Southcoast

Resources Search
Close Search
Urgent Care

Prevent Stroke with the Watchman at Southcoast Health

The Watchman is a catheter-based procedure that allows certain patients with atrial fibrillation (AFib) to stop taking a blood thinner to prevent stroke. During the procedure, a parachute-like device is placed in the left atrial appendage (LAA), which is a small portion of the left atrium where clot forms in AFib.

The cardiovascular team at Southcoast Health performs the Watchman device procedure in Fall River, MA for our heart care patients. We are proud to be the second center in Massachusetts and the third center in New England to offer this procedure.

The Watchman procedure is performed by Dr. Adam Saltzman and Dr. Ramin Davoudi under advanced 3D echocardiographic guidance provided by Dr. Christopher Abadi and Dr. Franklin Schneider.

How the Watchman Device Works

Normally, when the heart contracts, it squeezes blood from the left atrium and LAA into the left ventricle. In AFib, contraction in the left atrium doesn’t happen effectively, and blood pools in the LAA where it can form clots. The clot can become displaced and travel to the brain, causing a stroke.

The Watchman is a parachute-shaped device that prevents blood clots from leaving the LAA and causing stroke. Your cardiologist may recommend a Watchman device if you:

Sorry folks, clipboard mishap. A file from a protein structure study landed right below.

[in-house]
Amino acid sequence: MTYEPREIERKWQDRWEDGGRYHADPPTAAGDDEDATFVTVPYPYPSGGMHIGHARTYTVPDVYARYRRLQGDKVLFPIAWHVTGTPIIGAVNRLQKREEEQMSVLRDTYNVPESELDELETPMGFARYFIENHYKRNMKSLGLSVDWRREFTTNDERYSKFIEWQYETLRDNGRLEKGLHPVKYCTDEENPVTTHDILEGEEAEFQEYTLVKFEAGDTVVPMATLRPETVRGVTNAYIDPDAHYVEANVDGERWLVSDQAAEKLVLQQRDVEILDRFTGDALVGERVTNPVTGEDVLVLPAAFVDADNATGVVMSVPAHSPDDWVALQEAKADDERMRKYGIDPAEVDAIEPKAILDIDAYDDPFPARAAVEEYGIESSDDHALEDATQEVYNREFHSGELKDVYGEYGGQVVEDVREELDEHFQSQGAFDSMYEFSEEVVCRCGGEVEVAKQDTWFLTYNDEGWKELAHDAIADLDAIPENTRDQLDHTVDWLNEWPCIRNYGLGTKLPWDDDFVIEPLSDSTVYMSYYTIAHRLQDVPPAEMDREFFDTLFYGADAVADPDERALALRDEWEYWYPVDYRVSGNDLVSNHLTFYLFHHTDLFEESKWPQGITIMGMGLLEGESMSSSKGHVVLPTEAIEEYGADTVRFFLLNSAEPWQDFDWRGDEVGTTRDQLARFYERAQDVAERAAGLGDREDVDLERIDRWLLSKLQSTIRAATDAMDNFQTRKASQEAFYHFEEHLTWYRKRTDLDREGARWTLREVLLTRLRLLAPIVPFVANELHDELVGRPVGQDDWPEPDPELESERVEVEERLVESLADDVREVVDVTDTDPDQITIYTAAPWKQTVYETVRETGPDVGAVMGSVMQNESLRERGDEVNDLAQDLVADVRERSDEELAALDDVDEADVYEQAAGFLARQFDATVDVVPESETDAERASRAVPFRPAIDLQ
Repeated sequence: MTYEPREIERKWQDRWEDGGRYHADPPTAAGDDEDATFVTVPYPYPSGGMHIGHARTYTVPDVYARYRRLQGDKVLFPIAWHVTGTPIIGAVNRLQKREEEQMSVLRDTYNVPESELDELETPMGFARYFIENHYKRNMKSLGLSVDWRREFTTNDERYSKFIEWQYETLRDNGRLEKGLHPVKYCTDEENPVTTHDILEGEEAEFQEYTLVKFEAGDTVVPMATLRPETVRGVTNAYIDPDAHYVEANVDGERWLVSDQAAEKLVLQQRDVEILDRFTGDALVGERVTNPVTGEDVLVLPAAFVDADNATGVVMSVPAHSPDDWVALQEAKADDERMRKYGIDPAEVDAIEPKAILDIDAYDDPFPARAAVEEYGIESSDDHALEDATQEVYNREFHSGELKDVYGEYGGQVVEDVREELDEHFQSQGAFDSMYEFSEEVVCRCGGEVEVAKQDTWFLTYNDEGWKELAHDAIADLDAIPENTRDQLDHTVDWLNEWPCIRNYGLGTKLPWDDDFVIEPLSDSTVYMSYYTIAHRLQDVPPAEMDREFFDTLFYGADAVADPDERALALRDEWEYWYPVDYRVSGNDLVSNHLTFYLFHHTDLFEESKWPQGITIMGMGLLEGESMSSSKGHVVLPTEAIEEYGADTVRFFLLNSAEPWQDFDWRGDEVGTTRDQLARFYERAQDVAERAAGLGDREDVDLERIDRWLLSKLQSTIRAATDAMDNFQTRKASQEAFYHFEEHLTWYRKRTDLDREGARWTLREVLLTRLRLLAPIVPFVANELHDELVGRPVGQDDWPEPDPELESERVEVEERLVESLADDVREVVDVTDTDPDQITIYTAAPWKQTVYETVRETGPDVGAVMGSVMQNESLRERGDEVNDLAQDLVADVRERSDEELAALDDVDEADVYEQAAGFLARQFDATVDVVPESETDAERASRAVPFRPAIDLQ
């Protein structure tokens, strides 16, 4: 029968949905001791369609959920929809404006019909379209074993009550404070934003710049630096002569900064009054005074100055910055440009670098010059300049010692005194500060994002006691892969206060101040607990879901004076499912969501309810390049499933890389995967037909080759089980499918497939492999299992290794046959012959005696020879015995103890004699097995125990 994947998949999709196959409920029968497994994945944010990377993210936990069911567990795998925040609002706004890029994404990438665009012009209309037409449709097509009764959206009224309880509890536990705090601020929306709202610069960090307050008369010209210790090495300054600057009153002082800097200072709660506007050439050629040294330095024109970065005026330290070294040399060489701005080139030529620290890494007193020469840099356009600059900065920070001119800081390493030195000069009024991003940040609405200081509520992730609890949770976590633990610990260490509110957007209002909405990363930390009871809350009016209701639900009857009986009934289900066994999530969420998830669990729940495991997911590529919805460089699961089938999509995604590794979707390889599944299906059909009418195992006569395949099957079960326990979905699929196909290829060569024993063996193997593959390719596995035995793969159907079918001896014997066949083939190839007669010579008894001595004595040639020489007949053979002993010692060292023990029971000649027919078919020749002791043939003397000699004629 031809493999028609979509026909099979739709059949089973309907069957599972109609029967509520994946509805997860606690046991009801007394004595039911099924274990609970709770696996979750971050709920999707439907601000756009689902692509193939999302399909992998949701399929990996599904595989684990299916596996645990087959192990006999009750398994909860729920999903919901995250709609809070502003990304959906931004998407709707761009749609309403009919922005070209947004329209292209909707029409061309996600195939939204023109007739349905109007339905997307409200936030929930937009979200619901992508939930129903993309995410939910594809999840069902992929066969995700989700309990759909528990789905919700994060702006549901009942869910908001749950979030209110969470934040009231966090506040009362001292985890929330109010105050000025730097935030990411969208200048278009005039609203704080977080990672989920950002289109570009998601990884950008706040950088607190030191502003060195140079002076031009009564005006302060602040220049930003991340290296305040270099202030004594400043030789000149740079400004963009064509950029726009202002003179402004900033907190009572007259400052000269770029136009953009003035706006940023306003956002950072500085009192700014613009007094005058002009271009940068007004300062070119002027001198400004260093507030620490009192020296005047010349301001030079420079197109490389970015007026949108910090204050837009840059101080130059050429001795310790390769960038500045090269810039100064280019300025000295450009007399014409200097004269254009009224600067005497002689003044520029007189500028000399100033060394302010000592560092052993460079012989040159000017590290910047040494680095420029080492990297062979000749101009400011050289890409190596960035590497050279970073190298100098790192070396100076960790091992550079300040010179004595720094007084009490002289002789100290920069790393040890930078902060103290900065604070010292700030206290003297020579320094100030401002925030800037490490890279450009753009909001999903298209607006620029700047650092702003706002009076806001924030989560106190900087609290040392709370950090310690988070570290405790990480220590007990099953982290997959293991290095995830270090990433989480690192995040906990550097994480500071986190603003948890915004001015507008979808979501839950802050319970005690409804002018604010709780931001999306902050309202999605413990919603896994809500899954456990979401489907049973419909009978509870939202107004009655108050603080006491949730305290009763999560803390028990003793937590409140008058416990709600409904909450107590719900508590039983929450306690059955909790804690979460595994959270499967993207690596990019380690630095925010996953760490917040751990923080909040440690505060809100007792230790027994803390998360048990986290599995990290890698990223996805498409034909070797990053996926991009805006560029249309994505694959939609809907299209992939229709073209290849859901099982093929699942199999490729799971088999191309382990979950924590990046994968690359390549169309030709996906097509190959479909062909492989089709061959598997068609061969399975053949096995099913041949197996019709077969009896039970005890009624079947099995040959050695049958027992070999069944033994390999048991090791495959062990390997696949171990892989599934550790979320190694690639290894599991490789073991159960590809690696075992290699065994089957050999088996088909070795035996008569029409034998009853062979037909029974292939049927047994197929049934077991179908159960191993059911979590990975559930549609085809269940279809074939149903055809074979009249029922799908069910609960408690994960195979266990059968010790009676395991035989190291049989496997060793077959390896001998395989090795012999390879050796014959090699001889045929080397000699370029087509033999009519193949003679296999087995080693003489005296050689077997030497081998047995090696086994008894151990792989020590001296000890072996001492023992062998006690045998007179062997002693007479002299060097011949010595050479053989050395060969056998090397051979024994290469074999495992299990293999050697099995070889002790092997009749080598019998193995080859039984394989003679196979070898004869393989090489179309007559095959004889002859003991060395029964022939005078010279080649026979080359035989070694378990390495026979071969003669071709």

• Are at increased risk of stroke
  • Have AFib not related to heart valve disease
  • Are seeking a non-drug alternative
  • Qualify for warfarin (Coumadin) therapy

What to Expect from Left Atrial Appendage Closure

Learn about treatment options

This procedure is performed under general anesthesia with transesophageal echocardiogram guidance. It involves inserting a catheter into a vein in the leg and using an X-ray or fluoroscopy to guide the catheter to the LAA. Once the catheter is in place, the Watchman device is implanted to close the LAA where the clots form and travel to the brain.

You will continue Coumadin for the next 30 to 45 days, at which time you will have a transesophageal echocardiogram. If that study shows the device is in good position, your Coumadin will be discontinued.

The Watchman procedure usually takes one to two hours, and patients usually spend one night in the hospital. Your cardiologists will discuss your individual post-procedure plan with you when you are discharged, but most people return to their normal routines within a few weeks.

Southcoast Health provides heart procedures, such as left atrial appendage closure, in Fall River, MA and Rhode Island.